If you are in the hardware design, robotics, automation, or home security industry, you are probably familiar with ultrasonic range finders. These are sensors that can offer a lot to a user. The best part is that many industries can make use of this technology.
Chirp Microsystems is right now the only manufacturer of ultrasonic range finders with MEMS technology. Here is everything you need to know about it.
Here is everything such a range finder can do:
However, the problem with these range finders has been that they are bulky. Chirp Microsystems has changed the game by introducing MEMS technology so that these range finders can become more compact and portable.
Chirp Microsystems has introduced ultrasonic range finders within a compact package of 3.5 millimeters. Of course, this is not all. It also provides accurate range measurements regardless of the objects, colors, and sizes than previous technology did not detect.
Besides that, the range finder can work in all types of lighting conditions, heating conditions, and noise conditions. It also consumes incredibly low power because the technology is based around a silicon package. So, this ultrasonic range finder is set to change the game for many industries soon.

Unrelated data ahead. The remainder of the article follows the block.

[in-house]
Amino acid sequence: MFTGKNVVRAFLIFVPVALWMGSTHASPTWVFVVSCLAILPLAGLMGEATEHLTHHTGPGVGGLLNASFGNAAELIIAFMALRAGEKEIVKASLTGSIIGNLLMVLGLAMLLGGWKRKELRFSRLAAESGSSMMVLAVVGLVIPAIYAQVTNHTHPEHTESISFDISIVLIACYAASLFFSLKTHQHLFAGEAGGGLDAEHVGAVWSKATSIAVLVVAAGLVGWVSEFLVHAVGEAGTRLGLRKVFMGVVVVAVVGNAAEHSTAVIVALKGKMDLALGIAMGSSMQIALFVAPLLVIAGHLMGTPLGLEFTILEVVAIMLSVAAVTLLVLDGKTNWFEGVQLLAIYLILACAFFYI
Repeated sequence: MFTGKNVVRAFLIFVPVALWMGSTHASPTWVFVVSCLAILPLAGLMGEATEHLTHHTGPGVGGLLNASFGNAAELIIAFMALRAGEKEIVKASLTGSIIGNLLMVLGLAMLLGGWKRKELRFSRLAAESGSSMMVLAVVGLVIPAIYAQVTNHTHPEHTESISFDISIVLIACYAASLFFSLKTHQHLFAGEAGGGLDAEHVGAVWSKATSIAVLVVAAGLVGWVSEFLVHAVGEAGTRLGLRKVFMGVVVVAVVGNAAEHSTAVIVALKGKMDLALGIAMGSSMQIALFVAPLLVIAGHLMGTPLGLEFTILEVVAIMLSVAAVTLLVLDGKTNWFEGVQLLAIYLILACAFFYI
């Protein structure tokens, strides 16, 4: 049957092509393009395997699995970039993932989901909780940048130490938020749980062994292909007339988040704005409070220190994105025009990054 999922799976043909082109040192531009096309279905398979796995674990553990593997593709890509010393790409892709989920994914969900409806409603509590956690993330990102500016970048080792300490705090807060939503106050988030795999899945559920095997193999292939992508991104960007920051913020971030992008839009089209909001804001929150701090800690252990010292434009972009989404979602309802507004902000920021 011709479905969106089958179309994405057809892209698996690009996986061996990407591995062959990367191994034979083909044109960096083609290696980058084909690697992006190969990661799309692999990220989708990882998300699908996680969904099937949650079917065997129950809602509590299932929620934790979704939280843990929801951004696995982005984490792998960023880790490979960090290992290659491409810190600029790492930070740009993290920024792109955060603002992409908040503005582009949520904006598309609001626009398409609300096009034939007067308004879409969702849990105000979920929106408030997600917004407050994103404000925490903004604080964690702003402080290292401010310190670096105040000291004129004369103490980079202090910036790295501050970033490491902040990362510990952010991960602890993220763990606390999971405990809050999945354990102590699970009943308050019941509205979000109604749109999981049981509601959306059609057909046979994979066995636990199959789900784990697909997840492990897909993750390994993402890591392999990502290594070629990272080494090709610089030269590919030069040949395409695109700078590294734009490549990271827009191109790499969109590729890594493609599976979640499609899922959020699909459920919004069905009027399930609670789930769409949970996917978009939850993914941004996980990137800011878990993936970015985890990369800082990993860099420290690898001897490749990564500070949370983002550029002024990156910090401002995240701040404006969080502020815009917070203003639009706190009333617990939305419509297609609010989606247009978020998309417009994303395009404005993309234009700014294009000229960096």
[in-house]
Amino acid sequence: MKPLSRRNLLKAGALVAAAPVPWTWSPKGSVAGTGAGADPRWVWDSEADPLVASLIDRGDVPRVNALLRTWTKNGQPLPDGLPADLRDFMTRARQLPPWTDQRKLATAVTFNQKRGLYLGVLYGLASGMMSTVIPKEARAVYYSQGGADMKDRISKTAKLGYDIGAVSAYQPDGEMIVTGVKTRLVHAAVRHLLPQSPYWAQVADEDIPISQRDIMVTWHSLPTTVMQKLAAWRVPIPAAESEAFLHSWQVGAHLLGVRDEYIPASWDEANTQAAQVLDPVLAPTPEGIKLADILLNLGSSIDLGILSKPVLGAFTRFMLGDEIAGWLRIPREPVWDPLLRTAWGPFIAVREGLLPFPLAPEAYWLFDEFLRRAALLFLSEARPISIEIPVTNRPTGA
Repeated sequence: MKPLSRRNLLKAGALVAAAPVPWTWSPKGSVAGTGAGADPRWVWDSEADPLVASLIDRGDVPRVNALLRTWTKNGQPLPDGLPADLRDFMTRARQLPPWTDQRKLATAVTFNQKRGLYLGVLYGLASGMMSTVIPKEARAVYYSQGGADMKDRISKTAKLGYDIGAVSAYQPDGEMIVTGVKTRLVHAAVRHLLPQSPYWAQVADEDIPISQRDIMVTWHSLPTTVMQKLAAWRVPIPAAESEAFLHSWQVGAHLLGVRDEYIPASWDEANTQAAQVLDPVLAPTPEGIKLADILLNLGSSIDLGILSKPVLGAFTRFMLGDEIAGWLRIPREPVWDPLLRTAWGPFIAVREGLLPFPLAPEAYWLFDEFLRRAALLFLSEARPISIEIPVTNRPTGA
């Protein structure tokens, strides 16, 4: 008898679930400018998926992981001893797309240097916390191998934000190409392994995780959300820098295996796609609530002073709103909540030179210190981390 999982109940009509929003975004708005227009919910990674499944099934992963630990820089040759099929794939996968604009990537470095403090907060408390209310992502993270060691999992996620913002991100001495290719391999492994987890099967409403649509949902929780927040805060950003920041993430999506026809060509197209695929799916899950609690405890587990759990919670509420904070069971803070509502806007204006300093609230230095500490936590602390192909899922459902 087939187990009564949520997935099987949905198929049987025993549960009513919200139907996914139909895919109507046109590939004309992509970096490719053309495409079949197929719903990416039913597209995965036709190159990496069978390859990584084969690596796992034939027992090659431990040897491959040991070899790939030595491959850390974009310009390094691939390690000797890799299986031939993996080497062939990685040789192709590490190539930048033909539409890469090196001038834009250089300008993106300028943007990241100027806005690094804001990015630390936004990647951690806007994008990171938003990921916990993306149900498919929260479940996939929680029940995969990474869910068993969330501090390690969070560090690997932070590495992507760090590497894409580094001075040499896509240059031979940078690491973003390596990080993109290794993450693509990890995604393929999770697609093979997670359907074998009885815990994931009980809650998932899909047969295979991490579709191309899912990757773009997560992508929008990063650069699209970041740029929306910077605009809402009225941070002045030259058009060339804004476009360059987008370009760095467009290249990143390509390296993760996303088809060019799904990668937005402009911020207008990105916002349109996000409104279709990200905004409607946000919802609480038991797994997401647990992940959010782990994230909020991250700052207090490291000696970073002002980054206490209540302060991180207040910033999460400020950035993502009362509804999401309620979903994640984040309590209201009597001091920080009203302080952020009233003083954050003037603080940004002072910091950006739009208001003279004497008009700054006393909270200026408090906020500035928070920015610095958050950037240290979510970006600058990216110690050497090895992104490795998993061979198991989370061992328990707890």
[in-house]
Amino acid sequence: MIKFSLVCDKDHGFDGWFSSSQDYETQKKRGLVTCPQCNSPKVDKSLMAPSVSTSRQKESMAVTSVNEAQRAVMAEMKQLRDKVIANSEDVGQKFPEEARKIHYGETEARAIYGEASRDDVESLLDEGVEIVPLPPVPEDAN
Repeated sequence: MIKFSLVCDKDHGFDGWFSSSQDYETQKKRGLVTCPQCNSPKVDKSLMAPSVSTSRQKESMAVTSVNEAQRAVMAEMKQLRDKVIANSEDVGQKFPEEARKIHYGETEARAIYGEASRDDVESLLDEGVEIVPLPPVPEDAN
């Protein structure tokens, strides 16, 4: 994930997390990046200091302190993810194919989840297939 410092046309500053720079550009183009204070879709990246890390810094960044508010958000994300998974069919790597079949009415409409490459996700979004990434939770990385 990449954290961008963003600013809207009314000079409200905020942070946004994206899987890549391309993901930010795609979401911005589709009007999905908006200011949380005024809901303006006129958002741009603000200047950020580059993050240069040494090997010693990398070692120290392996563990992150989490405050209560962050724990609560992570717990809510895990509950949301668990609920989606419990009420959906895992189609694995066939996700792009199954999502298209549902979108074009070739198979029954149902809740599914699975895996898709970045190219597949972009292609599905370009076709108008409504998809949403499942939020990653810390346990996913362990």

If you are in automation, robotics, or any industry that requires a range finder, Chirp Microsystems should be your top choice. Their technology is one of the top ones out there that will provide you with much more flexibility. It is primarily a game-changer for all the hardware designers out there looking for more functionality and flexibility.
Scott is a developer who has worked on projects of varying sizes, including all of the PLUGHITZ Corporation properties. He is also known in the gaming world for his time supporting the rhythm game community, through DDRLover and hosting tournaments throughout the Tampa Bay Area. Currently, when he is not working on software projects or hosting F5 Live: Refreshing Technology, Scott can often be found returning to his high school days working with the Foundation for Inspiration and Recognition of Science and Technology (FIRST), mentoring teams and helping with ROBOTICON Tampa Bay. He has also helped found a student software learning group, the ASCII Warriors, currently housed at AMRoC Fab Lab.